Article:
"America's New Class Warfare" broadly encompasses many possible topics and perspectives. For instance, the Right has long rallied against the inappropriate scrutiny of the wealthy. Indeed, the wealthy and in…
"America's New Class Warfare" broadly encompasses many possible topics and perspectives. For instance, the Right has long rallied against the inappropriate scrutiny of the wealthy. Indeed, the wealthy and in particular, the people commanding the heights of corporate America, are under more scrutiny today than usual, thanks to the financial meltdown of 2008. But does this scrutiny constitute class warfare? Was the invisibility of the wealthy ever warranted, given the economic and social power they command, including the power to shape law? The poor too have been under extreme levels of scrutiny over the last several decades. Does their scrutiny also constitute class warfare?
What might be the relationships among the wealthy, the disappearing middle class, the working class, and the poor, particularly in the current moment when classes not only exist, but are also antagonistic, contrary to the tenets of our dominant ideology? Further, given that our economic system has always been racialized and gendered, such that young black men have been the hardest hit by the recession, and women continue to earn less money than men, how might the current burdens and potential policy solutions soften or reinforce these patterns? That is, how might an intersectional analysis of race, gender, class, sexuality, etc. as well as cross disciplinary approaches and heterodox economic theories aid in our understandings of the current moment?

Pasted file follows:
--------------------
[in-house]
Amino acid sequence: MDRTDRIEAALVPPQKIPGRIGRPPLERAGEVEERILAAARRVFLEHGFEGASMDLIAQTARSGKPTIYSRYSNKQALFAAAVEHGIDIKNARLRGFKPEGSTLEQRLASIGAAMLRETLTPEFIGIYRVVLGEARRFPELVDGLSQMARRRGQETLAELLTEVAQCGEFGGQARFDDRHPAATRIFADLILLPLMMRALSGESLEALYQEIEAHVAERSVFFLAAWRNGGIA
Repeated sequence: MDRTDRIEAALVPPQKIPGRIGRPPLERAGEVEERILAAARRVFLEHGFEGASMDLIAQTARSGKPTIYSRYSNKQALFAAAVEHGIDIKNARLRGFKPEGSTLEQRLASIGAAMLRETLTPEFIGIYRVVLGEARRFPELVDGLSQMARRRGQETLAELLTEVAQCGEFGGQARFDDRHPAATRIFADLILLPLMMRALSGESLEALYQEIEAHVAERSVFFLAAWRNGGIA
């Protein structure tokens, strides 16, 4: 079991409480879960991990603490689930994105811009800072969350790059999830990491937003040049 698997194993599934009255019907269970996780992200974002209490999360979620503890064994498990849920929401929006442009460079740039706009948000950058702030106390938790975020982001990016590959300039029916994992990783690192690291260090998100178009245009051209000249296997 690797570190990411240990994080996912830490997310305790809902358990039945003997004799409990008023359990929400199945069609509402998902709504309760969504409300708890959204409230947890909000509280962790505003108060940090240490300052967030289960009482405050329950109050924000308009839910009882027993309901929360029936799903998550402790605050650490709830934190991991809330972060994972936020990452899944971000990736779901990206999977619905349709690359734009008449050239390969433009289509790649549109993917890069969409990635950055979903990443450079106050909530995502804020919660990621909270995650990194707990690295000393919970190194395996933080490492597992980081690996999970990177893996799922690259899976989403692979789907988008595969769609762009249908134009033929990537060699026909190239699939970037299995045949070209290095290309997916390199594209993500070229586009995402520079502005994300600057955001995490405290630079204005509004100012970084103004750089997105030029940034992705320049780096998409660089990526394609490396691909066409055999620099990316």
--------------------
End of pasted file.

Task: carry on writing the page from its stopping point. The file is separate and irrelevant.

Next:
And finally, what role is law playing in shaping the structures, power, interests, resource uses, individual and group identities and distributions of wealth and recovery? These are some of the questions we hope our panelists will explore.
Elaine M. Chiu
Chairperson, NEPOC Planning Committee
Associate Professor of Law
St. John's University School of Law